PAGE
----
Materials and Methods
Study design and population.

We performed a cross-sectional analysis of first evaluation data from 798 current and former lead workers enrolled in a longitudinal study of the adverse health effects of inorganic lead exposure. All participants provided written, informed consent. The study protocol was approved by institutional review boards at the SoonChunHyang University and the Johns Hopkins University Bloomberg School of Public Health. Participation in the study was voluntary, and workers were paid approximately $30 for their time and effort. As previously described (Schwartz et al. 2001; Weaver et al. 2003a), workers were recruited from 26 different facilities including lead battery, lead oxide, lead crystal, and radiator manufactures and secondary lead smelting. No medical exclusionary criteria (e.g., blood pressure, renal disease) were applied. Study participants were not currently occupationally exposed to other known renal toxicants.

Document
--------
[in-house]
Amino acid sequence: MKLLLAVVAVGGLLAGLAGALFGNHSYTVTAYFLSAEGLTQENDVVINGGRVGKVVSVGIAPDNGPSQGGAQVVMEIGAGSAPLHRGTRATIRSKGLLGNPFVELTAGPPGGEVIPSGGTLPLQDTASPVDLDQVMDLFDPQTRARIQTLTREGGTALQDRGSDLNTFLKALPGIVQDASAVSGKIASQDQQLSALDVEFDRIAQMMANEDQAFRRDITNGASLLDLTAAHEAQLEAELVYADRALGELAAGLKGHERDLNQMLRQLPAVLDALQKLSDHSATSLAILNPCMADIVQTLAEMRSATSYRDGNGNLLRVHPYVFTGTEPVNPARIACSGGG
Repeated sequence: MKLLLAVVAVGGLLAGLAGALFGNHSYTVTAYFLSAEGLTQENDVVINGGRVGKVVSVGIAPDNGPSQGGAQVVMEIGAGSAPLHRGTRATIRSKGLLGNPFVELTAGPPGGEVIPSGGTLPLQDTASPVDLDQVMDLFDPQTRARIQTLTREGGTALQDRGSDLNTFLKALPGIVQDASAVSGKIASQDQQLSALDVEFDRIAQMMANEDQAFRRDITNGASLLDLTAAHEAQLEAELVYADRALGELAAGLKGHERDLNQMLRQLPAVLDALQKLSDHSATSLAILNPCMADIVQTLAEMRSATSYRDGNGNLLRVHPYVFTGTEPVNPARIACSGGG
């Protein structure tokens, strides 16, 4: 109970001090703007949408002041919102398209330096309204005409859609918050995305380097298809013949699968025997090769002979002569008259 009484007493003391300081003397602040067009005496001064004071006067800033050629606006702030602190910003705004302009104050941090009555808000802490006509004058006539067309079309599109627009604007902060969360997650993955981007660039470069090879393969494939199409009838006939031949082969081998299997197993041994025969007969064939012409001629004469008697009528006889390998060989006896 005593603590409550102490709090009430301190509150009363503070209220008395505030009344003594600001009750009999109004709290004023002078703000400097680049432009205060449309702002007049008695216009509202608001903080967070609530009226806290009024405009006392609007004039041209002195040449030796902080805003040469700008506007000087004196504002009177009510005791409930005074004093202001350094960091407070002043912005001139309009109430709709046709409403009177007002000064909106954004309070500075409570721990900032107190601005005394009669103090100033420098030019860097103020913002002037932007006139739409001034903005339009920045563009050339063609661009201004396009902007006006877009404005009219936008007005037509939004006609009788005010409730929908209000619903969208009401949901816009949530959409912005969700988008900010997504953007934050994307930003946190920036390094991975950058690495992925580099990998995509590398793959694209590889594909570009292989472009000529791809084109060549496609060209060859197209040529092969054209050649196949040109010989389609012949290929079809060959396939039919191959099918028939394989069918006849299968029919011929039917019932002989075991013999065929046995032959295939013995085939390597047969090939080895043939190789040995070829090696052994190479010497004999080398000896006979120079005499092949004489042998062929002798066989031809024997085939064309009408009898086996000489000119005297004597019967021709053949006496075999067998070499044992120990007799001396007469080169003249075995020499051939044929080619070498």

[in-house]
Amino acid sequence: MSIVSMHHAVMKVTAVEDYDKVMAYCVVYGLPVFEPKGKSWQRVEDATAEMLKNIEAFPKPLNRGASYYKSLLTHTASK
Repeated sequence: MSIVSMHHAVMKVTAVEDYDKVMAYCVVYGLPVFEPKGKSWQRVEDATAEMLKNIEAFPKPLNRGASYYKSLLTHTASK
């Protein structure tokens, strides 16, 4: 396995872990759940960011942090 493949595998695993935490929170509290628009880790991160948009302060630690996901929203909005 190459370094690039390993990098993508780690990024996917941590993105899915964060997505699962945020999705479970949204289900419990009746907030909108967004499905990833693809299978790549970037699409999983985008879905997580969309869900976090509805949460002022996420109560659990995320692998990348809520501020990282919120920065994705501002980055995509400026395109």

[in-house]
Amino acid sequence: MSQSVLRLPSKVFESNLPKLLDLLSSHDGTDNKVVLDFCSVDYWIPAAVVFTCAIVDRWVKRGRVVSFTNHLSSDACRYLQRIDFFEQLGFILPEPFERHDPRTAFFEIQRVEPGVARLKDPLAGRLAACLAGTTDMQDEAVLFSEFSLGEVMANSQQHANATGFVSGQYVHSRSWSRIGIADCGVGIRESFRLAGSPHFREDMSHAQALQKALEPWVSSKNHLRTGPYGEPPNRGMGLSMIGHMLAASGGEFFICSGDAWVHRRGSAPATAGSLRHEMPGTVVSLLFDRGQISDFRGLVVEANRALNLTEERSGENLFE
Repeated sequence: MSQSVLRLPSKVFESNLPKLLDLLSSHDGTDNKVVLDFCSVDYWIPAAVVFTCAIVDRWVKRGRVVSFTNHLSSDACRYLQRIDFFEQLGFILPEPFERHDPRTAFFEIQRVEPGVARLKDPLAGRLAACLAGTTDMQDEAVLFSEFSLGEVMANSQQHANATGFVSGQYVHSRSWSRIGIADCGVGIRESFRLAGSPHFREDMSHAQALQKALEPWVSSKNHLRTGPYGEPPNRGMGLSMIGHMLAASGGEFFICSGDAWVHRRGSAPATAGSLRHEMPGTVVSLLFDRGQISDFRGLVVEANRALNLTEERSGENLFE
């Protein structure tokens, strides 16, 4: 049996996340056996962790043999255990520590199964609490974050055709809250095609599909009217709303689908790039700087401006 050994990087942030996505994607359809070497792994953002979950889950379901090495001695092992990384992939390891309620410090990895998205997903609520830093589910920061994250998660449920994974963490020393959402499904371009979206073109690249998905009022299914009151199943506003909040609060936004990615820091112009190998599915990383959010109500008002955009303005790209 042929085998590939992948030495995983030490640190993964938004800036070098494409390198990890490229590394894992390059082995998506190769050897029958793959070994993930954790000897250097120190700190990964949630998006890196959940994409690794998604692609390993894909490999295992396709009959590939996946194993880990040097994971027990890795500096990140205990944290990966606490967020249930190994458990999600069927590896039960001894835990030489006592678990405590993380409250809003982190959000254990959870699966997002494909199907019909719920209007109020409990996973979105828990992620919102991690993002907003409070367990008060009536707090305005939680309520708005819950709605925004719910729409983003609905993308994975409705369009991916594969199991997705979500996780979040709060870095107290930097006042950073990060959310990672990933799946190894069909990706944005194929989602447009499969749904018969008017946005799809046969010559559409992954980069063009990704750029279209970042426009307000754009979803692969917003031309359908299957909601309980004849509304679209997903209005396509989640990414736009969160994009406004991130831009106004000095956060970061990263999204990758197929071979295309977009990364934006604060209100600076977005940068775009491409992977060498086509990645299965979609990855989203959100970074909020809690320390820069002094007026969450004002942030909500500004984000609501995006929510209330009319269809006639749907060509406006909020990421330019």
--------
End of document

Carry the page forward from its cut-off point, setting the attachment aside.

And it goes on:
Data collection.

Data collection was completed either at the Institute of Industrial Medicine of the SoonChunHyang University in Chonan or at the study plants, using previously reported methods (Schwartz et al. 2001; Weaver et al. 2003a). Data and biologic specimens collected included a standardized questionnaire on demographics and medical and occupational history; blood pressure; height and weight measurement; a blood specimen [for blood lead, blood urea nitrogen (BUN), serum creatinine, uric acid, and genotyping]; a spot urine sample [for N-acetyl-?-D-glucosaminidase (NAG), retinol-binding protein (RBP), and creatinine]; and tibia lead concentration. A 4-hr urine collection after oral administration of 10 mg/kg dimercaptosuccinic acid (DMSA) was also obtained to measure DMSA-chelatable lead and creatinine clearance (787 participants completed this collection).

Laboratory methods.